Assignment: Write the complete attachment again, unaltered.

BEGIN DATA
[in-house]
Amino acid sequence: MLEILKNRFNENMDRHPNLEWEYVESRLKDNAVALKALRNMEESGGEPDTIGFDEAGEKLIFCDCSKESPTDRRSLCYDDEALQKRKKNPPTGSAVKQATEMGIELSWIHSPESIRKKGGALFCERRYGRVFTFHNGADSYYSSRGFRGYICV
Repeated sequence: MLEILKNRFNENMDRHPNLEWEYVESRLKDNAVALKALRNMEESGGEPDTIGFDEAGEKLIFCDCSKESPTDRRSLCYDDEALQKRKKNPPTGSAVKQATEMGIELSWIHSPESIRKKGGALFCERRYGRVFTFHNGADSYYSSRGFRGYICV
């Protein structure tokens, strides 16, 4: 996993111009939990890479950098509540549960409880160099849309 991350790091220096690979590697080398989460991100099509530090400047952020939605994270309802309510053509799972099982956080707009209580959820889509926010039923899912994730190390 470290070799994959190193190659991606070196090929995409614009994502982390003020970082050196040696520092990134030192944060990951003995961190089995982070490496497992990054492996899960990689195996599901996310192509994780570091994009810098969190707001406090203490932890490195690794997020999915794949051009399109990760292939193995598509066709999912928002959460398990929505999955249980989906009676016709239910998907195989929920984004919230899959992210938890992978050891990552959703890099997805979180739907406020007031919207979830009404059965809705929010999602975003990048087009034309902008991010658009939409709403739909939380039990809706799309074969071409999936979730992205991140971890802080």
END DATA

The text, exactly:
[in-house]
Amino acid sequence: MLEILKNRFNENMDRHPNLEWEYVESRLKDNAVALKALRNMEESGGEPDTIGFDEAGEKLIFCDCSKESPTDRRSLCYDDEALQKRKKNPPTGSAVKQATEMGIELSWIHSPESIRKKGGALFCERRYGRVFTFHNGADSYYSSRGFRGYICV
Repeated sequence: MLEILKNRFNENMDRHPNLEWEYVESRLKDNAVALKALRNMEESGGEPDTIGFDEAGEKLIFCDCSKESPTDRRSLCYDDEALQKRKKNPPTGSAVKQATEMGIELSWIHSPESIRKKGGALFCERRYGRVFTFHNGADSYYSSRGFRGYICV
């Protein structure tokens, strides 16, 4: 996993111009939990890479950098509540549960409880160099849309 991350790091220096690979590697080398989460991100099509530090400047952020939605994270309802309510053509799972099982956080707009209580959820889509926010039923899912994730190390 470290070799994959190193190659991606070196090929995409614009994502982390003020970082050196040696520092990134030192944060990951003995961190089995982070490496497992990054492996899960990689195996599901996310192509994780570091994009810098969190707001406090203490932890490195690794997020999915794949051009399109990760292939193995598509066709999912928002959460398990929505999955249980989906009676016709239910998907195989929920984004919230899959992210938890992978050891990552959703890099997805979180739907406020007031919207979830009404059965809705929010999602975003990048087009034309902008991010658009939409709403739909939380039990809706799309074969071409999936979730992205991140971890802080």